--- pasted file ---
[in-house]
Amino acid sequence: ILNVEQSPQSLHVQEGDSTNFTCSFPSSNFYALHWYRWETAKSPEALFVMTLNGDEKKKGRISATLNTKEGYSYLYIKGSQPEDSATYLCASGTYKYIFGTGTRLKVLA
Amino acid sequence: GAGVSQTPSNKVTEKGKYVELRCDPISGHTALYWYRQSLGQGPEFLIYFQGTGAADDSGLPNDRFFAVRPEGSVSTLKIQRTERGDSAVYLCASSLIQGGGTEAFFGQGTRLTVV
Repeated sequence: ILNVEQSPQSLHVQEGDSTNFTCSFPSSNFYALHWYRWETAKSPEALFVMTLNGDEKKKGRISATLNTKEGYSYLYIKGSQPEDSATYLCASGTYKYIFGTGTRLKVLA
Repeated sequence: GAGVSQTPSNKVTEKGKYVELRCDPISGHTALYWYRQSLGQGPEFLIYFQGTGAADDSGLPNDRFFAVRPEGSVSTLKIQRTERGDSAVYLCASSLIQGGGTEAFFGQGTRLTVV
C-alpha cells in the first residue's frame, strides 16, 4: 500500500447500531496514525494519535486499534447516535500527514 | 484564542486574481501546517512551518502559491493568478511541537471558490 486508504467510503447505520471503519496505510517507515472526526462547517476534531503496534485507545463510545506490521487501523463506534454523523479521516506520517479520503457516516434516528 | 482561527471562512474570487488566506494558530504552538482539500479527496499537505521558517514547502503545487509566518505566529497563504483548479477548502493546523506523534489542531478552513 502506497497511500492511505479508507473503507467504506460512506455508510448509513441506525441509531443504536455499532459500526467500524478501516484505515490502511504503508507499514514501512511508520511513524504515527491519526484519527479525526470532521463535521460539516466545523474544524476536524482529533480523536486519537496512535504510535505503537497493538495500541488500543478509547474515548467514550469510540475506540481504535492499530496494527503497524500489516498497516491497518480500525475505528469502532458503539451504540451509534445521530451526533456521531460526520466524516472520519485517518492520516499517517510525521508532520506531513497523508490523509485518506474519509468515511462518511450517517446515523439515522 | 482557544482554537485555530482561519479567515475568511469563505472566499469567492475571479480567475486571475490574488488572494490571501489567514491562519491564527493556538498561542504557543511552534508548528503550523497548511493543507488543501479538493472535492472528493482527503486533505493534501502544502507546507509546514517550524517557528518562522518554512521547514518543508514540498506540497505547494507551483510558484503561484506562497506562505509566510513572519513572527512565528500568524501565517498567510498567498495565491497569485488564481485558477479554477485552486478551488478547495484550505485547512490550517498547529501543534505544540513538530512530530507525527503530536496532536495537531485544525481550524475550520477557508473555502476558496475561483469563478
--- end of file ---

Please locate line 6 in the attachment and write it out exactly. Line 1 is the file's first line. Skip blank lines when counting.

C-alpha cells in the first residue's frame, strides 16, 4: 500500500447500531496514525494519535486499534447516535500527514 | 484564542486574481501546517512551518502559491493568478511541537471558490 486508504467510503447505520471503519496505510517507515472526526462547517476534531503496534485507545463510545506490521487501523463506534454523523479521516506520517479520503457516516434516528 | 482561527471562512474570487488566506494558530504552538482539500479527496499537505521558517514547502503545487509566518505566529497563504483548479477548502493546523506523534489542531478552513 502506497497511500492511505479508507473503507467504506460512506455508510448509513441506525441509531443504536455499532459500526467500524478501516484505515490502511504503508507499514514501512511508520511513524504515527491519526484519527479525526470532521463535521460539516466545523474544524476536524482529533480523536486519537496512535504510535505503537497493538495500541488500543478509547474515548467514550469510540475506540481504535492499530496494527503497524500489516498497516491497518480500525475505528469502532458503539451504540451509534445521530451526533456521531460526520466524516472520519485517518492520516499517517510525521508532520506531513497523508490523509485518506474519509468515511462518511450517517446515523439515522 | 482557544482554537485555530482561519479567515475568511469563505472566499469567492475571479480567475486571475490574488488572494490571501489567514491562519491564527493556538498561542504557543511552534508548528503550523497548511493543507488543501479538493472535492472528493482527503486533505493534501502544502507546507509546514517550524517557528518562522518554512521547514518543508514540498506540497505547494507551483510558484503561484506562497506562505509566510513572519513572527512565528500568524501565517498567510498567498495565491497569485488564481485558477479554477485552486478551488478547495484550505485547512490550517498547529501543534505544540513538530512530530507525527503530536496532536495537531485544525481550524475550520477557508473555502476558496475561483469563478